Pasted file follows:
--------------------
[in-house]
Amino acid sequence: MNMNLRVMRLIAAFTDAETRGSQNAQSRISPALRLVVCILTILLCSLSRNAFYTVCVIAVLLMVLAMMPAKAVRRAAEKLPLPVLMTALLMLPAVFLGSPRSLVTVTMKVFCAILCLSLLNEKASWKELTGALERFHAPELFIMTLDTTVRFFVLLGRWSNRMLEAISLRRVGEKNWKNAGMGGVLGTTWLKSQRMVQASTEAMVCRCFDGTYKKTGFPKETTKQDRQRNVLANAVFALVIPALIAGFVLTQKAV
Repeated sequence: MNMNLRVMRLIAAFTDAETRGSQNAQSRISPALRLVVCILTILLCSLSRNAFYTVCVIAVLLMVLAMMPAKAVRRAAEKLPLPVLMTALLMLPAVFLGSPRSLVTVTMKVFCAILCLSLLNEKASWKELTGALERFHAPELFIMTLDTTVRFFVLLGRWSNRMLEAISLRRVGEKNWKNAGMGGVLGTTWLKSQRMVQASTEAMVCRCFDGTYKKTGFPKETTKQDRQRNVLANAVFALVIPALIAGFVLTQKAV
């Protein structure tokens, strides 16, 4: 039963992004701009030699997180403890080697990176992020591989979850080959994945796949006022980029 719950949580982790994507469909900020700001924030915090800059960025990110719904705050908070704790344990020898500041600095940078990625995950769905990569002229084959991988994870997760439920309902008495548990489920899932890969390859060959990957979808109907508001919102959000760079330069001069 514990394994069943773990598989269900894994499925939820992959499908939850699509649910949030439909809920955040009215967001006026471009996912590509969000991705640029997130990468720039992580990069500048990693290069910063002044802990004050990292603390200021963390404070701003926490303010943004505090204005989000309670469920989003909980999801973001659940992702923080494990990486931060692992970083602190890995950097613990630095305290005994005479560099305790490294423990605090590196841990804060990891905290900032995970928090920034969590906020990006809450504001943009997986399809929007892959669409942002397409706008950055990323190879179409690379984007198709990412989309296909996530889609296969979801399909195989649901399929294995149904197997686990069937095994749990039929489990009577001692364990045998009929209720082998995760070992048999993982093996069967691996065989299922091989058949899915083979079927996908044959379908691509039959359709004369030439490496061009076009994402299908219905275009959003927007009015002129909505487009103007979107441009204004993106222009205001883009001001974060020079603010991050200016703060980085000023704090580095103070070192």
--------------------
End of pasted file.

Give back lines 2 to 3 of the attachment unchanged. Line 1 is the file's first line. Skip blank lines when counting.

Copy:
Amino acid sequence: MNMNLRVMRLIAAFTDAETRGSQNAQSRISPALRLVVCILTILLCSLSRNAFYTVCVIAVLLMVLAMMPAKAVRRAAEKLPLPVLMTALLMLPAVFLGSPRSLVTVTMKVFCAILCLSLLNEKASWKELTGALERFHAPELFIMTLDTTVRFFVLLGRWSNRMLEAISLRRVGEKNWKNAGMGGVLGTTWLKSQRMVQASTEAMVCRCFDGTYKKTGFPKETTKQDRQRNVLANAVFALVIPALIAGFVLTQKAV
Repeated sequence: MNMNLRVMRLIAAFTDAETRGSQNAQSRISPALRLVVCILTILLCSLSRNAFYTVCVIAVLLMVLAMMPAKAVRRAAEKLPLPVLMTALLMLPAVFLGSPRSLVTVTMKVFCAILCLSLLNEKASWKELTGALERFHAPELFIMTLDTTVRFFVLLGRWSNRMLEAISLRRVGEKNWKNAGMGGVLGTTWLKSQRMVQASTEAMVCRCFDGTYKKTGFPKETTKQDRQRNVLANAVFALVIPALIAGFVLTQKAV